Monthly Archives: August 2010

Good Bye Summer!

Here in the North West Washington State we are saying a sad good-bye to Summer. The skies opened up, and that cold North wind is a blowin’ something good. It appears Fall has arrived without RSVPing first.

I suppose it’s all good, with my daughter going to the high school starting on Thursday, and my son attending the home school parent/school partnership program next week, my life too has had a change of season. It was bound to happen, kids grow up, and I was going to have to figure out what to do with myself eventually. That’s one of the reasons I ran with the whole CLF idea.

Getting ready for the retreat is my focus at the current moment, that and a new venture that isn’t really crochet related at all.

If you were watching the facebook page or the twitter feed, you may have noticed that I was back to my old haunt of teaching personal growth classes. I’ve taught them off and on for about 18 years, all over the globe. I took a wee break from that to raise the kidlets, and now it seems my true calling is ringing that old doorbell.  My latest class/workshop is Beyond Intention: Walking in Trust. Basically a forum to identify resistance in your life (fear, anger, anxiety, reactivity) and strategies to work with the ebb and flow of life. In essence, how to be “fearless”, which as you know well, I’m not fearless, but I move past my fears. At first I thought, who the heck am I to teach a class like this? I’m so full of resistances! But, since that is the case, and I am constantly having to get out of my own way to function and thrive in the world, maybe that helps. I can teach it, because I am not perfect, it’s not natural to me, and therefore I had to find language for myself as well as others to describe it.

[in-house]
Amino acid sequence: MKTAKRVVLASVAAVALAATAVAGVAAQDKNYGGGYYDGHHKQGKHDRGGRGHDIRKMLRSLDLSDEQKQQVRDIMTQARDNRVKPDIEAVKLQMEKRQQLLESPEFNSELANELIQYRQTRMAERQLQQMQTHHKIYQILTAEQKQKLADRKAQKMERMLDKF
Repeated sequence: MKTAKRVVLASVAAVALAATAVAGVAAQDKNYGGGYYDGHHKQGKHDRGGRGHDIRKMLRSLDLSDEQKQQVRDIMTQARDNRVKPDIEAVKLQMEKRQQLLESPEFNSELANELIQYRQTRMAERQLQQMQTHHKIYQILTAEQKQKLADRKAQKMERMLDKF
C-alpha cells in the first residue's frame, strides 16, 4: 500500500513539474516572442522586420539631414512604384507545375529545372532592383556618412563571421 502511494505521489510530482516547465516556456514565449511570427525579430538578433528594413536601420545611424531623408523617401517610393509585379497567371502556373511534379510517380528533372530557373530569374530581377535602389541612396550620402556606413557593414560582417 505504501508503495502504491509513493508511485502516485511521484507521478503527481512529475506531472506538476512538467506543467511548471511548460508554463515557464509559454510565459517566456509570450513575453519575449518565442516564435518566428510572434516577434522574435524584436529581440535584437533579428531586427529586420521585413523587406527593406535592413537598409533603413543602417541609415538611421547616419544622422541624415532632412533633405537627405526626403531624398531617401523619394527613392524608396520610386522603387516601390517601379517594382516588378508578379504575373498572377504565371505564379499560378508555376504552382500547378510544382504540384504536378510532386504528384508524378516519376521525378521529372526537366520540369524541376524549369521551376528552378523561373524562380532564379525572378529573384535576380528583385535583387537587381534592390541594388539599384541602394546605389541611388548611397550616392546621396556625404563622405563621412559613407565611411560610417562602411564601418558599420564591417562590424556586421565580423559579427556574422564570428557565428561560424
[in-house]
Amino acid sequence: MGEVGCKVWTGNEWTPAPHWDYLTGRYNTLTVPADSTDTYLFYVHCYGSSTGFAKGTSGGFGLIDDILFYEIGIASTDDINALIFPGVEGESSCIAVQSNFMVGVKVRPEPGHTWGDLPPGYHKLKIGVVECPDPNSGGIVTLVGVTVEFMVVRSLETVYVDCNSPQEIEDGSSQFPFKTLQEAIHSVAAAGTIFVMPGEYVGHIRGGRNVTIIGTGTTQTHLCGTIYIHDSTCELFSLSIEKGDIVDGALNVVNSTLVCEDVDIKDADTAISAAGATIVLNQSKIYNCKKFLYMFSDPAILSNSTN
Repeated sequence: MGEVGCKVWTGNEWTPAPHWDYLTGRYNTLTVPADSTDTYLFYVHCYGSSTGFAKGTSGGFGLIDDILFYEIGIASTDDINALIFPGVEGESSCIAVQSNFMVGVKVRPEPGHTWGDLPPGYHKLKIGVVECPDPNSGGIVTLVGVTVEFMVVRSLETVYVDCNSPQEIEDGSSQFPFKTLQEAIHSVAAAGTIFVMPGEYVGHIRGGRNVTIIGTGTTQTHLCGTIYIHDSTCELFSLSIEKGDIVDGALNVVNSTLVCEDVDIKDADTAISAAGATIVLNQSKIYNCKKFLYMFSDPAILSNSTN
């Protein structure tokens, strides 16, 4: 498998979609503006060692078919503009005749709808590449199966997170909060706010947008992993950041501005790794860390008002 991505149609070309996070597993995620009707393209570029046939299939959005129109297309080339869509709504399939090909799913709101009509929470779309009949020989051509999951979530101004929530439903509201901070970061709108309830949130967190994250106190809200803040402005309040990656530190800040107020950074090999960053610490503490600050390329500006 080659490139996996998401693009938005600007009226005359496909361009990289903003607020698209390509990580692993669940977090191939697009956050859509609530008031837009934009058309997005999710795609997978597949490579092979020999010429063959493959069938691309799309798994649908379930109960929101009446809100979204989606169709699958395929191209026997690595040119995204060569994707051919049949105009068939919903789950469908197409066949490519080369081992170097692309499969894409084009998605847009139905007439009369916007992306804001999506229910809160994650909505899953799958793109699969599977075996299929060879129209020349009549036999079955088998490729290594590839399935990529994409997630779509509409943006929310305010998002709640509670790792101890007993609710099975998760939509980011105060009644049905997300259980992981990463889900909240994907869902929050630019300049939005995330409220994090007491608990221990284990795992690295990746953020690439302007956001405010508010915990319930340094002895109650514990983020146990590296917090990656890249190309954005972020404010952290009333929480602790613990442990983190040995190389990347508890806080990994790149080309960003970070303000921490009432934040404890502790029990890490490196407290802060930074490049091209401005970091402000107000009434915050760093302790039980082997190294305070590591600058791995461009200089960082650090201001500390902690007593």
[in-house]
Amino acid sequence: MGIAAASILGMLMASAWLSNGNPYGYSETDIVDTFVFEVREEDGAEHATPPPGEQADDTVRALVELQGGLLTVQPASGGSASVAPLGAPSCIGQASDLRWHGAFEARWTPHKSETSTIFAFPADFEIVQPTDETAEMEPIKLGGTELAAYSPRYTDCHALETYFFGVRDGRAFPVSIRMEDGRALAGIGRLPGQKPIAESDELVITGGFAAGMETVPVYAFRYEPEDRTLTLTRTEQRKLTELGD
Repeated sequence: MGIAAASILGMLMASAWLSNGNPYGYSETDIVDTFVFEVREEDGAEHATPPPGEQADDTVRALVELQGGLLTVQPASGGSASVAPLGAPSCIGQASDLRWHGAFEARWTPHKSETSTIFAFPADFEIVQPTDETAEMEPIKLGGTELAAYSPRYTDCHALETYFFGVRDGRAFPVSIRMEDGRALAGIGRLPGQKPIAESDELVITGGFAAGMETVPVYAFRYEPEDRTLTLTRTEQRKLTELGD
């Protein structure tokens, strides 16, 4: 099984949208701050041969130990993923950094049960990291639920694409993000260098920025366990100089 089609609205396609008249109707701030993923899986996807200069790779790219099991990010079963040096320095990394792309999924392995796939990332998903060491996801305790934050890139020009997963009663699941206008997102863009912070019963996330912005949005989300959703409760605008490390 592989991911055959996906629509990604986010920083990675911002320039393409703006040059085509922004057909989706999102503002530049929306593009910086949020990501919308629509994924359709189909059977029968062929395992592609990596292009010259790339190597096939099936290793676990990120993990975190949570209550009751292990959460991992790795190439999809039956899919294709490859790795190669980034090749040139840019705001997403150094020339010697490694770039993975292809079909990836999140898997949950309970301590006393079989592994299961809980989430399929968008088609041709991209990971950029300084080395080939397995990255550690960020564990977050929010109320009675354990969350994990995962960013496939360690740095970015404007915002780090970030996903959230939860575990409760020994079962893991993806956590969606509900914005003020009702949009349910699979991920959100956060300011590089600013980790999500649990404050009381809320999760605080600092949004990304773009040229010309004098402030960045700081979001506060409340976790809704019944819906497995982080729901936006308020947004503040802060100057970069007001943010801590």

By the way, the workshop in Oregon was great! And my musings were well met, and as I say in the class, “I have no answers for you, I’m just really good at asking questions!”

So with that in mind, I’m back to work on the retreat, and I have a confirmation from the massage therapists that yes they would like to come play with us, if only for a day or two (depending on work schedules!). So crochet and massage is a huge possibility! YAY! We’re finalizing the details for the yarn party on Monday which will take place at lunch. My bad on saying the yarn tasting was Monday night, it’s not…It’s on Sunday night. Our dear Andee Graves (Mamastwohands) will be speaking about Crochet & Ergonomics on Monday night! Sorry Andee!

If you are from the NW and can just make a day of the retreat, I will have day passes available. They cost $30. They can be purchased at Pinch Knitter Yarns in Stanwood, or contact me personally via email.

We still have room for about 8-10 more people. And the early bird special ends soon!! You can share cabins with your friends, and your friends don’t have to do the retreat! It’s really affordable when you split the cost up! The cabins are warm and cozy and we’re going to have so much fun! Don’t think you won’t learn anything in the activities, it’s all designed to open up creativity and teach new skills! Trust me, we’re going to have a blast!

So please don’t miss out on coming to our retreat!! Register today!

Book Review: Crochet Adorned

 A few weeks ago I was delighted to find a review copy of Crochet Adorned in my mailbox. Linda Permann’s wonderful book dedicated to quick and easy projects designed to truly adorn your garments, snazz up your wardrobe, or make quick gifts for family and friends is a joy to read.

Have a blouse that you love, but it’s seen better days? Give it a trim, or do some inset lace into the sleeves! Do you have some cute canvas shoes? Add an edging! Earrings and belts, lace trims and solid borders fill this book with fabulously fashionable ways to upgrade your existing wardrobe!